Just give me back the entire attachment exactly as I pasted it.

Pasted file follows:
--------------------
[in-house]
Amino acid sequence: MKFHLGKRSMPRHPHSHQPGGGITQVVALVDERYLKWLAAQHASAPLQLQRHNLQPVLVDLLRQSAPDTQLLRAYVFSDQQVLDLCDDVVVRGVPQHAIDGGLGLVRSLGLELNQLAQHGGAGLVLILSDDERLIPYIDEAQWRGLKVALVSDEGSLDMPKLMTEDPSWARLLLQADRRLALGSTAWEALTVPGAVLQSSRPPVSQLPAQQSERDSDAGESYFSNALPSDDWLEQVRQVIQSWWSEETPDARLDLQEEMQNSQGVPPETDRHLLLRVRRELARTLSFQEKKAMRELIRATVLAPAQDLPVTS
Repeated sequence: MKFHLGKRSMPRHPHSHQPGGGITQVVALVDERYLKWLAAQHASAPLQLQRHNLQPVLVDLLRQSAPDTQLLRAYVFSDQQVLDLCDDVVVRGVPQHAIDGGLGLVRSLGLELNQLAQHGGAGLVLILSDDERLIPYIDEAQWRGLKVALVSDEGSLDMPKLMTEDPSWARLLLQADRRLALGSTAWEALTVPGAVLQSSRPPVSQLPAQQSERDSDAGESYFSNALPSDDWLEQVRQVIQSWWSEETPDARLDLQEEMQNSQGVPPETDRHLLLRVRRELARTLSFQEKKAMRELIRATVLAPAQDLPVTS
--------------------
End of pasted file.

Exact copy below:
[in-house]
Amino acid sequence: MKFHLGKRSMPRHPHSHQPGGGITQVVALVDERYLKWLAAQHASAPLQLQRHNLQPVLVDLLRQSAPDTQLLRAYVFSDQQVLDLCDDVVVRGVPQHAIDGGLGLVRSLGLELNQLAQHGGAGLVLILSDDERLIPYIDEAQWRGLKVALVSDEGSLDMPKLMTEDPSWARLLLQADRRLALGSTAWEALTVPGAVLQSSRPPVSQLPAQQSERDSDAGESYFSNALPSDDWLEQVRQVIQSWWSEETPDARLDLQEEMQNSQGVPPETDRHLLLRVRRELARTLSFQEKKAMRELIRATVLAPAQDLPVTS
Repeated sequence: MKFHLGKRSMPRHPHSHQPGGGITQVVALVDERYLKWLAAQHASAPLQLQRHNLQPVLVDLLRQSAPDTQLLRAYVFSDQQVLDLCDDVVVRGVPQHAIDGGLGLVRSLGLELNQLAQHGGAGLVLILSDDERLIPYIDEAQWRGLKVALVSDEGSLDMPKLMTEDPSWARLLLQADRRLALGSTAWEALTVPGAVLQSSRPPVSQLPAQQSERDSDAGESYFSNALPSDDWLEQVRQVIQSWWSEETPDARLDLQEEMQNSQGVPPETDRHLLLRVRRELARTLSFQEKKAMRELIRATVLAPAQDLPVTS